One of the sticky areas of intellectual property is who owns the rights to an invention created by an employee during his or her work for an employer. In general, current US intellectual property law starts with the assumption that the inventor owns the right to an invention. It's generally considered prima facie evidence to support patent ownership. But some exceptions do exist.

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The first and most obvious situation when the employer owns the rights to an invention is when the Employment Agreement officially assigns invention rights. To be valid, the Employment Agreement must be written and it must detail the nature of the invention or provide a sufficiently specific description of the invention. The terms of the assignment cannot be grossly unfair. This last criteria is referred to as an unconscionability standard. Technically, the inventor can always assign invention rights to anyone, including employers, but not all states actually recognize assignments pursuant to Employment Agreements unless the employee signs a state-certified written notice of its effects on his or her rights as an inventor. States requiring such notification include:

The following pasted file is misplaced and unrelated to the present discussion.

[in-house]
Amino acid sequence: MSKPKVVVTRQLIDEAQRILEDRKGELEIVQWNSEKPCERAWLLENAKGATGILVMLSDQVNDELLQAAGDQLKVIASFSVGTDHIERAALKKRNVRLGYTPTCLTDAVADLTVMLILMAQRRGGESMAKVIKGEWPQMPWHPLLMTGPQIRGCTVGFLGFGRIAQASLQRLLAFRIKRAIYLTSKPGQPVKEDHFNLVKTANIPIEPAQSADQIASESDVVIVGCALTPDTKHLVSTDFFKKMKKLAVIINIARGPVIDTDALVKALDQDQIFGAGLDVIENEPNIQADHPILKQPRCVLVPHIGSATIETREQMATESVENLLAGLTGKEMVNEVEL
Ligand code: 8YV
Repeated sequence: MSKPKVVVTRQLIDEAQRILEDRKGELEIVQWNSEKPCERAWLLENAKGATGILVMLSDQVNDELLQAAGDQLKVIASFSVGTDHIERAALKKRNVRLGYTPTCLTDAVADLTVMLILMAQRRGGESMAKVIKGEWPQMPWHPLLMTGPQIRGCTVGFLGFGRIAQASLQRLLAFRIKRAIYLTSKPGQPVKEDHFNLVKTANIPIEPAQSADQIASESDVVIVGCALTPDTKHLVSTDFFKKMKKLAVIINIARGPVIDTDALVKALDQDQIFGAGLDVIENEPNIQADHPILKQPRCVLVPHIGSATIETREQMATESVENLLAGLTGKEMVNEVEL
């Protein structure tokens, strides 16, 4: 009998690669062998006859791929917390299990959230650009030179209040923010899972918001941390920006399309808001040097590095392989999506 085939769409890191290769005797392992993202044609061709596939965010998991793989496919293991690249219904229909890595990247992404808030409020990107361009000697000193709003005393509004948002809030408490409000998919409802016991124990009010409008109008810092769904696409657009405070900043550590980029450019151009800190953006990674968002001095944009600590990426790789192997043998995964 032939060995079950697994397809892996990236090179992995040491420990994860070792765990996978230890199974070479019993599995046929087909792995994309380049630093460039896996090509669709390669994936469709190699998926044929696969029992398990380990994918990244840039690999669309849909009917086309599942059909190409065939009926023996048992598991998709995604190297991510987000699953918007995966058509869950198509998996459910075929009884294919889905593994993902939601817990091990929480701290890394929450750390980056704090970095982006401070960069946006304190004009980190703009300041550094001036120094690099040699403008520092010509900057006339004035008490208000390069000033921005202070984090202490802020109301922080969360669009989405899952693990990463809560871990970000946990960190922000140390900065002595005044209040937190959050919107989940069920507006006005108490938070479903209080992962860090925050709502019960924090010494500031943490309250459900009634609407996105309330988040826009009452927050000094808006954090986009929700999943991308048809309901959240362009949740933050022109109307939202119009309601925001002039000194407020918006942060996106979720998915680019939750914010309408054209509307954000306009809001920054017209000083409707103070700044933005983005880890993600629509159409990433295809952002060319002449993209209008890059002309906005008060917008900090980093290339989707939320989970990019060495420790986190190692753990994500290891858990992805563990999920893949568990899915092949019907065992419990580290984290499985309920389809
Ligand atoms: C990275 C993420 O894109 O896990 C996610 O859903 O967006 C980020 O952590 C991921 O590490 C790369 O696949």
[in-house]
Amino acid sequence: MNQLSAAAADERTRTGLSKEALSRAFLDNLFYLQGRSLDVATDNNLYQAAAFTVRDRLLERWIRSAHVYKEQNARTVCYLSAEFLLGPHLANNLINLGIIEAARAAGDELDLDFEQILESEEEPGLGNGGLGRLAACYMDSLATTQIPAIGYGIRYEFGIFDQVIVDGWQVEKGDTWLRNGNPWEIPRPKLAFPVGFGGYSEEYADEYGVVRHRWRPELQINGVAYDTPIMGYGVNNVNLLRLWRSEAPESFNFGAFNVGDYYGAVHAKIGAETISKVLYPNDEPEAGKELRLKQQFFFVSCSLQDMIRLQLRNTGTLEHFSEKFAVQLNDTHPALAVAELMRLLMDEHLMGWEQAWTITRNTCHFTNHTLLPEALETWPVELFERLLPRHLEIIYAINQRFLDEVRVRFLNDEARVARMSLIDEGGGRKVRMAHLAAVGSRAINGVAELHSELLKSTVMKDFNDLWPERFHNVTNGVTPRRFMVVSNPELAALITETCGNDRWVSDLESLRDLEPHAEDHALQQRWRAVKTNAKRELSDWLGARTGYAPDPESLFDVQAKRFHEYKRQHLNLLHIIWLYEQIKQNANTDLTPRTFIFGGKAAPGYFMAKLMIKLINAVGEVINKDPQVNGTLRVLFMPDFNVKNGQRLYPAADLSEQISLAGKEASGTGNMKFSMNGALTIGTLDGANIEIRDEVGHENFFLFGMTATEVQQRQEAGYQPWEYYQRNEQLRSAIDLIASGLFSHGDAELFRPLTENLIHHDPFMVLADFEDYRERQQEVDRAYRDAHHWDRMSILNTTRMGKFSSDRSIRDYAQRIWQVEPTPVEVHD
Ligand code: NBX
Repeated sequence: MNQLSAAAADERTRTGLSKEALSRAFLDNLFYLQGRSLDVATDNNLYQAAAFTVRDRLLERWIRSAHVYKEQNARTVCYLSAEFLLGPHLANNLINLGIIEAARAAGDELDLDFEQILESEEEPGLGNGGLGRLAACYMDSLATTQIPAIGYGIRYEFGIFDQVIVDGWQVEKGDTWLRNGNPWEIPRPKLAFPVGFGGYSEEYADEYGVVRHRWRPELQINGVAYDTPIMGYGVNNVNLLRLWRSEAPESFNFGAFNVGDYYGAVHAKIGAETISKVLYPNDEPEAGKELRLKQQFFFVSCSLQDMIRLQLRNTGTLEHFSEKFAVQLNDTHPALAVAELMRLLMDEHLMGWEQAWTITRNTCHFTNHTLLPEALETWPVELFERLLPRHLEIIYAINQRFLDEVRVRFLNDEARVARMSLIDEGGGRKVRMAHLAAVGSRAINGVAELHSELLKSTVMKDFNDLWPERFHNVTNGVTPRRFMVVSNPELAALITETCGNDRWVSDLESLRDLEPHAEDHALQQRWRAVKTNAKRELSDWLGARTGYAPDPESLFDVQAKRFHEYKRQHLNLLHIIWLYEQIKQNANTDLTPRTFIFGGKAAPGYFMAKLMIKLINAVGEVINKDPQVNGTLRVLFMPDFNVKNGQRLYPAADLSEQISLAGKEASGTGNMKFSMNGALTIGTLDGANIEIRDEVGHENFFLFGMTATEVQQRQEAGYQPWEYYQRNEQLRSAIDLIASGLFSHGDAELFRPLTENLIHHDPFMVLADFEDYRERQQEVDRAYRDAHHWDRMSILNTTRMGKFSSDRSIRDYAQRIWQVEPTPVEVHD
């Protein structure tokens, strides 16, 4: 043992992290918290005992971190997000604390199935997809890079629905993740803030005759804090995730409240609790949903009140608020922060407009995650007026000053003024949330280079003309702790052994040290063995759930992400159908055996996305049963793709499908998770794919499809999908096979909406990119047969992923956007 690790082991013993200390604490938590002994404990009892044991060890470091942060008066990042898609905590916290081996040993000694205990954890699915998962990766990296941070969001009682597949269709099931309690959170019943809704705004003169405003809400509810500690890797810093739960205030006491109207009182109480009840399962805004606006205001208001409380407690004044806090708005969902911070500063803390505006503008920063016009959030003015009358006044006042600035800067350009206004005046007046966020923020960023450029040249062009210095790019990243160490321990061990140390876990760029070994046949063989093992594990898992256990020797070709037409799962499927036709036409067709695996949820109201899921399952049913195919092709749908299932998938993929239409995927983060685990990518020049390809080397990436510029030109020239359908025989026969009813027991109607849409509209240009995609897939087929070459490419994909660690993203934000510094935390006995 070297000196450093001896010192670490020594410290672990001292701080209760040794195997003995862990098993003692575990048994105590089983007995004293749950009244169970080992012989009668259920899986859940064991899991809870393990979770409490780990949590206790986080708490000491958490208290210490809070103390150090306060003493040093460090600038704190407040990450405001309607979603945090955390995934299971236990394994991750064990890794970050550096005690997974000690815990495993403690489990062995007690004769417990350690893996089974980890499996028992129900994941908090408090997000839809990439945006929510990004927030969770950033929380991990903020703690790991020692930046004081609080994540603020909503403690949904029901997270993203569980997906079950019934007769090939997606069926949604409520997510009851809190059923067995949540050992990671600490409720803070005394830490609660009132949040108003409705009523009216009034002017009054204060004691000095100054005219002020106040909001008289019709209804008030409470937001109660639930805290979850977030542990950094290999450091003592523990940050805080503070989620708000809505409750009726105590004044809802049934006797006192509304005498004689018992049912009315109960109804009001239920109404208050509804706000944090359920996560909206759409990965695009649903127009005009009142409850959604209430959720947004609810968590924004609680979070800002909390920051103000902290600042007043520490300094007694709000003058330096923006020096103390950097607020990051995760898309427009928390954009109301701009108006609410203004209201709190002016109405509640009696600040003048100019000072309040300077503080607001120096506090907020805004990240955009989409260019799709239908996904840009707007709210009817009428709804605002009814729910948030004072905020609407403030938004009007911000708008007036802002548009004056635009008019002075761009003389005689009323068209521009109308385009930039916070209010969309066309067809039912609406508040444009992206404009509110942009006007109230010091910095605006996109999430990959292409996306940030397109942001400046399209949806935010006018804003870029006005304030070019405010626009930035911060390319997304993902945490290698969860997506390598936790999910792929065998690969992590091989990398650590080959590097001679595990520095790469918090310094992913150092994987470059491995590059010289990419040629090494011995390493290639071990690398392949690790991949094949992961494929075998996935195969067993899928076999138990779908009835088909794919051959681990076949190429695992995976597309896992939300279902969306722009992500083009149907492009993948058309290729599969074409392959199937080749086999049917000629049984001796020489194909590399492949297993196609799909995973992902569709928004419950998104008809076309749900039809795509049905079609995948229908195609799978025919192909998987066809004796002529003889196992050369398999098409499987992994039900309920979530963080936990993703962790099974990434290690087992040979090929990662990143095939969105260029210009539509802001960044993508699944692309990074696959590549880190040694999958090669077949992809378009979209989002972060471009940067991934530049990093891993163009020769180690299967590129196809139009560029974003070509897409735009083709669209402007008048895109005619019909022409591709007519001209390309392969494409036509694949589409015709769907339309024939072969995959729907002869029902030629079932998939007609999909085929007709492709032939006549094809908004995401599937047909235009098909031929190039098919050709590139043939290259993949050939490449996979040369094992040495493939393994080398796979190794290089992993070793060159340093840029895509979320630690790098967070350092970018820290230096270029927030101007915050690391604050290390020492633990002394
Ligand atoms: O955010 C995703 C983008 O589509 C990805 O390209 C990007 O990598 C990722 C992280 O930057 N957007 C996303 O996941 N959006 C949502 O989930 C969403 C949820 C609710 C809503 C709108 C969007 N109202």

• California
  • Delaware
  • Illinois
  • Kansas
  • Minnesota
  • North Carolina
  • Utah
  • Washington

In these states, the court looks closely to ensure that the inventor receives appropriate compensation. Even in states that don’t recognize these limitations, gross unfairness or lack of compensation can make the Patent Assignment void.

The second situation in which the employer owns the rights to an invention occurs when the contractor or employee is hired specifically to create the invention. In this case, the requirements for fairness and communication are even stricter than with a standard Patent Assignment. Even if the invention is the whole object of the employment, an agreement that is grossly unfair may be overturned. So long as there's sufficient consideration for the hiring, however, these assignments generally hold up better in court than do general assignments, despite the stricter standards. However, as with general assignments, the contractor or employee must be fully informed of the effect of the assignment on his or rights to the invention.

Get Started Protect your intellectual property Create IP documents and ask a lawyer your questions.

Get Started Protect your intellectual property Create IP documents and ask a lawyer your questions.